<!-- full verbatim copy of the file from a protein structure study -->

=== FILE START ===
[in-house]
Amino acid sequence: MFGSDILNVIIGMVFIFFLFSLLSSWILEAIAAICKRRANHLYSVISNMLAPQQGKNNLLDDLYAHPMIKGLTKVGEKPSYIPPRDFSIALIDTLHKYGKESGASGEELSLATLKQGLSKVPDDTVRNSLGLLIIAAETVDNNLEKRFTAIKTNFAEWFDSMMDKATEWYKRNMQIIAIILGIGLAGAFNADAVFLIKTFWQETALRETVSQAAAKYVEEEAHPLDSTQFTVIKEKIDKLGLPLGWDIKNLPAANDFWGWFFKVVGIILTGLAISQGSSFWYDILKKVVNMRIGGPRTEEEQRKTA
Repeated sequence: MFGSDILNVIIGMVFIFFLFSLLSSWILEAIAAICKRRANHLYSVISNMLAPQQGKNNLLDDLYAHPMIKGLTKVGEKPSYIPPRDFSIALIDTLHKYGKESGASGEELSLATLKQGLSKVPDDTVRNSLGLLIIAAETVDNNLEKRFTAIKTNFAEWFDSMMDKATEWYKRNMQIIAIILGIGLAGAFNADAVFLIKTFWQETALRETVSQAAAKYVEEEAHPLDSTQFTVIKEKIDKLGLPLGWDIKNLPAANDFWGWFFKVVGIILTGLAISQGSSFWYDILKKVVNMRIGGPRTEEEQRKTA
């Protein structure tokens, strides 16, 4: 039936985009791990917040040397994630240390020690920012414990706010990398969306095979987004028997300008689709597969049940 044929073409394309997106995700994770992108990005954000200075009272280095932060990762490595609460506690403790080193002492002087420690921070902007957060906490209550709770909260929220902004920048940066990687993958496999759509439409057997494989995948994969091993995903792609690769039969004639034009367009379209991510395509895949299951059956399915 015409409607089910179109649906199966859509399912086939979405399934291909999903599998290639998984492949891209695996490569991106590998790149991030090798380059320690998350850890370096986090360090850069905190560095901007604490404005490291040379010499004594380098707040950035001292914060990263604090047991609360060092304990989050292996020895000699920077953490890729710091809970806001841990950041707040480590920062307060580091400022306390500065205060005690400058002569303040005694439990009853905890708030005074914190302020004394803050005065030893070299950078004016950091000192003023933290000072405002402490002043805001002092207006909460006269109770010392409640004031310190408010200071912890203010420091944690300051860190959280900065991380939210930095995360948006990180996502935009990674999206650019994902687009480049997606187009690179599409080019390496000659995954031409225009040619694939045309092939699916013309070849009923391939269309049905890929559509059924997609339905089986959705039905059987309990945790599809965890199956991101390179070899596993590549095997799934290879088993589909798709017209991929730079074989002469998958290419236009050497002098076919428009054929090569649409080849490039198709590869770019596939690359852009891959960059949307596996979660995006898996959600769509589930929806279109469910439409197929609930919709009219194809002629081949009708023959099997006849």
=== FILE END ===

[in-house]
Amino acid sequence: MFGSDILNVIIGMVFIFFLFSLLSSWILEAIAAICKRRANHLYSVISNMLAPQQGKNNLLDDLYAHPMIKGLTKVGEKPSYIPPRDFSIALIDTLHKYGKESGASGEELSLATLKQGLSKVPDDTVRNSLGLLIIAAETVDNNLEKRFTAIKTNFAEWFDSMMDKATEWYKRNMQIIAIILGIGLAGAFNADAVFLIKTFWQETALRETVSQAAAKYVEEEAHPLDSTQFTVIKEKIDKLGLPLGWDIKNLPAANDFWGWFFKVVGIILTGLAISQGSSFWYDILKKVVNMRIGGPRTEEEQRKTA
Repeated sequence: MFGSDILNVIIGMVFIFFLFSLLSSWILEAIAAICKRRANHLYSVISNMLAPQQGKNNLLDDLYAHPMIKGLTKVGEKPSYIPPRDFSIALIDTLHKYGKESGASGEELSLATLKQGLSKVPDDTVRNSLGLLIIAAETVDNNLEKRFTAIKTNFAEWFDSMMDKATEWYKRNMQIIAIILGIGLAGAFNADAVFLIKTFWQETALRETVSQAAAKYVEEEAHPLDSTQFTVIKEKIDKLGLPLGWDIKNLPAANDFWGWFFKVVGIILTGLAISQGSSFWYDILKKVVNMRIGGPRTEEEQRKTA
């Protein structure tokens, strides 16, 4: 039936985009791990917040040397994630240390020690920012414990706010990398969306095979987004028997300008689709597969049940 044929073409394309997106995700994770992108990005954000200075009272280095932060990762490595609460506690403790080193002492002087420690921070902007957060906490209550709770909260929220902004920048940066990687993958496999759509439409057997494989995948994969091993995903792609690769039969004639034009367009379209991510395509895949299951059956399915 015409409607089910179109649906199966859509399912086939979405399934291909999903599998290639998984492949891209695996490569991106590998790149991030090798380059320690998350850890370096986090360090850069905190560095901007604490404005490291040379010499004594380098707040950035001292914060990263604090047991609360060092304990989050292996020895000699920077953490890729710091809970806001841990950041707040480590920062307060580091400022306390500065205060005690400058002569303040005694439990009853905890708030005074914190302020004394803050005065030893070299950078004016950091000192003023933290000072405002402490002043805001002092207006909460006269109770010392409640004031310190408010200071912890203010420091944690300051860190959280900065991380939210930095995360948006990180996502935009990674999206650019994902687009480049997606187009690179599409080019390496000659995954031409225009040619694939045309092939699916013309070849009923391939269309049905890929559509059924997609339905089986959705039905059987309990945790599809965890199956991101390179070899596993590549095997799934290879088993589909798709017209991929730079074989002469998958290419236009050497002098076919428009054929090569649409080849490039198709590869770019596939690359852009891959960059949307596996979660995006898996959600769509589930929806279109469910439409197929609930919709009219194809002629081949009708023959099997006849």